Seams Showing Through: There are plenty of little nits that get in the way of immersing oneself in Red Dead Redemption, from small but noticeable bugs, like items popping in and out and dialogue disappearing, to minor control issues to gameplay elements that feel so familiar from playing Rockstar's other games that missions can become too predictable. Some storytelling elements feel unnatural, as Marston is constantly dicked around by non-player characters who don't believably advance the plot, but simply add more missions to the tally. While the game's voice acting is typically top notch, conversation delivered during rides to destinations sometimes feel awkward or stilted, taking the player out of the element.

As open world games featuring a man on a mission often do, Red Dead Redemption's story has its ups and downs, multiple climaxes and teases that manipulate as much as they sometimes frustrate. But Redemption concludes in a fascinating way, just one of many surprises, not the least of which includes an affection for virtually living in the old west. Progression and technological advancement, a packing in of more and more and more is what video games teach us to appreciate. The whittling down of gameplay due to a technological and temporal back step is what makes Redemption a more believable, more absorbing world to visit.

The game is not without its issues, from the technical to the tedious—cow herding and horse breaking are a chore, Marston can't swim—but its train robbing and chase scene highs impressively outweigh its lows.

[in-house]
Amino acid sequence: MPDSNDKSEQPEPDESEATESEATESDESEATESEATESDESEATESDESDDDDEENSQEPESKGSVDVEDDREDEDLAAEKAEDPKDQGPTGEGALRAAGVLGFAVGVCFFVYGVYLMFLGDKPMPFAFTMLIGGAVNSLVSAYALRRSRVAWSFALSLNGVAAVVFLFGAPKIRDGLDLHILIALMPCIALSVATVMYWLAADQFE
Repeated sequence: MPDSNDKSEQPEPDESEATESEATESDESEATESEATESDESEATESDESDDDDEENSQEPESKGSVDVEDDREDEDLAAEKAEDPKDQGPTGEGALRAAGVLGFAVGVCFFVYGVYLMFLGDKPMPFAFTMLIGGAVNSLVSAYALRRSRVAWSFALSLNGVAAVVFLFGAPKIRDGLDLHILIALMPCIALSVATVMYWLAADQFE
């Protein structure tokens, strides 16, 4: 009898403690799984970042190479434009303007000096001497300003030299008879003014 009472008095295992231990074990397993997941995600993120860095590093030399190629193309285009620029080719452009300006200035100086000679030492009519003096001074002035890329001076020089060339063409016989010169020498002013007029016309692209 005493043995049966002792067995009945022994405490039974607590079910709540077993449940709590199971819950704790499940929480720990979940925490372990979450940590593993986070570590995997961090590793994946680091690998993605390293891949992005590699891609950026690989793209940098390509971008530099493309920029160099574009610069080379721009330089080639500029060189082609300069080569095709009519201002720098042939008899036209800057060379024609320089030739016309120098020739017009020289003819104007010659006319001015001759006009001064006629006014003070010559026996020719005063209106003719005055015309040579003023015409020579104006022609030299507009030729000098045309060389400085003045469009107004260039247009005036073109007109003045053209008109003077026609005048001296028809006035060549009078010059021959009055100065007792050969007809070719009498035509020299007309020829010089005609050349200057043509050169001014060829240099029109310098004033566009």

Having already immersed myself in dozens of hours of Red Dead Redemption's world, I'm hungry to return, itching to complete my untended quests, adventure through its still mysterious lands and explore the bad side of John Marston. Having barely scratched the surface of its multiplayer—there's so much to unlock and experiment with—I'll be losing myself in its sublime world of hoodlums, peasants and drunkards. I don't think I've engaged in a single bar fight, being a good outlaw and feeling good about it, an oversight that I'll soon correct.

Red Dead Redemption was developed by Rockstar San Diego and published by Rockstar Games for the PlayStation 3 and Xbox 360 on May 18. Retails for $59.99 USD. A copy of the game was purchased by Kotaku for reviewing purposes. Played through single-player campaign and tested multiplayer modes on Xbox 360. Found redemption.